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Feb 19, 2012

Does Eating Carbs Make You Sleepy?

Carbohydrates are manifest primarily in sugars, starches and fiber. These are found in a wide range of foods, including breads, pastries, fruits, vegetables, grains and legumes.Your digestive system breaks down carbohydrates into sugars that subsequently enter your bloodstream as glucose, or blood sugar. Because all carbohydrates are not identical, nor are the bodies that receive them, you may experience sleepiness after eating them .


As a rule, glucose levels rise when carbohydrates are eaten. There are variables, however, that affect the tempo of blood sugar elevation and the body’s response to such an increase. A healthy body will release insulin hormone from the pancreas in order to open cells for the reception of glucose. The cells, in turn, convert the glucose to immediately usable energy or store it for future use. Excepted are your brain cells, which only use glucose upon receipt and possess no storage capacity. Certain carbohydrates consumed in large amounts will quickly enter the bloodstream, causing a spike in blood sugar and – consequently -- a flood of insulin. You cells then consume the glucose for storage, leaving little glucose on which brain cells can operate. Over time, this deficiency will result in brain fog and lethargy.


Eating sugary desserts or drinking sweetened beverages produces rises in glucose almost as quickly as injecting it directly into the veins. Because the form in which they enter the digestive tract is so close to glucose in composition, the digestive system takes little time to release sugars into the bloodstream. Eating candy or drinking soda in significant quantity all but assures the massive insulin response that leads to sleepiness and diminished concentration. Under these circumstances, carbohydrates are the culprit.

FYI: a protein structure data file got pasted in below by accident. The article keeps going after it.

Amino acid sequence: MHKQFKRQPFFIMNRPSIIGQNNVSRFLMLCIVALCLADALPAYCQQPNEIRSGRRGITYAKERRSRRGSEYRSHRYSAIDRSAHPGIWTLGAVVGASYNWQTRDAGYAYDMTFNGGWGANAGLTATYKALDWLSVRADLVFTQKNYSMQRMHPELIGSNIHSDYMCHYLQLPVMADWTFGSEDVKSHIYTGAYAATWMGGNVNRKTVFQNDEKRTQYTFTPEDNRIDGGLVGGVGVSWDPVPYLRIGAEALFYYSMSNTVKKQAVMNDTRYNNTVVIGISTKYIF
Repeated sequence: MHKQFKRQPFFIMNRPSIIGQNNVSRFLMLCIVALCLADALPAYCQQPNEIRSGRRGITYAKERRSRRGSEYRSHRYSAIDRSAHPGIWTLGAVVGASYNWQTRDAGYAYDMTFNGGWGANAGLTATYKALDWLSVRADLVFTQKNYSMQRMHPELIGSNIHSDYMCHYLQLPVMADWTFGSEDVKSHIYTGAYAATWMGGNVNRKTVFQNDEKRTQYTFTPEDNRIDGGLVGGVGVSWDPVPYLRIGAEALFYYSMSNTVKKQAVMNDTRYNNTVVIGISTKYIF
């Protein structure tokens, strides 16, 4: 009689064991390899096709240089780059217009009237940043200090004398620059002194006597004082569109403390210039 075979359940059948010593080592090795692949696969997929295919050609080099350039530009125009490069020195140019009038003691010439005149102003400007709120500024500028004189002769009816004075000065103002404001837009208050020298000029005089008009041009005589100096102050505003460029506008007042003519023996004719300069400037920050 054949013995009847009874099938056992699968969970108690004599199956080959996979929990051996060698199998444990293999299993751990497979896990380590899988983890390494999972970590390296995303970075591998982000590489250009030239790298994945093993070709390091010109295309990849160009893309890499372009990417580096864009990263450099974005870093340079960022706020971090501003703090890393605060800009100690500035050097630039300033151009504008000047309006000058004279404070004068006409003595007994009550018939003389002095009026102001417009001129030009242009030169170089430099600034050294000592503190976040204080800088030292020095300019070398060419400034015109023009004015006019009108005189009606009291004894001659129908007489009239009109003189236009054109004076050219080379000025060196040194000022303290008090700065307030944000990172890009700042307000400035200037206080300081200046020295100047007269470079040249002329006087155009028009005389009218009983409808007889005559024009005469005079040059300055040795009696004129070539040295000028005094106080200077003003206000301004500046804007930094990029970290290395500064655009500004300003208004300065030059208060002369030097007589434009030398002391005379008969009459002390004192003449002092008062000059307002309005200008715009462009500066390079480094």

Starches are less uniform in their ability to trigger a rapid insulin reaction. Potatoes, for instance, are reputed to have an accelerated carbohydrate-to-glucose conversion, as does white bread. Pasta takes a little longer to be broken down, particularly if it is of the whole-grain variety. Of course many starchy foods also contain fiber, which slows the entry of carbohydrates into the bloodstream. The glycemic index ranks foods by their glucose conversion velocity. It ranks some starchy vegetables and legumes – peas, beans, and carrots – lower on the scale than potatoes and corn. Higher glycemic numbers make fatigue a greater possibility.


Fiber is a complex carbohydrate which is invincible to digestion, thus passes through the digestive tract without being absorbed. It is abundant in plant foods like vegetables, fruits and whole grains. In addition to being beneficial to your digestive system, fiber slows the release of carbohydrates into the bloodstream. It takes time for digestive enzymes to separate sugars and starches from the fiber, thereby keeping the rise in glucose gradual. Accordingly, the pancreas will not release a deluge of insulin, so symptoms of sleepiness and lack of focus will be minimized. Where orange juice might cause subsequent fatigue, a whole orange is less likely to do so, due to its high fiber content.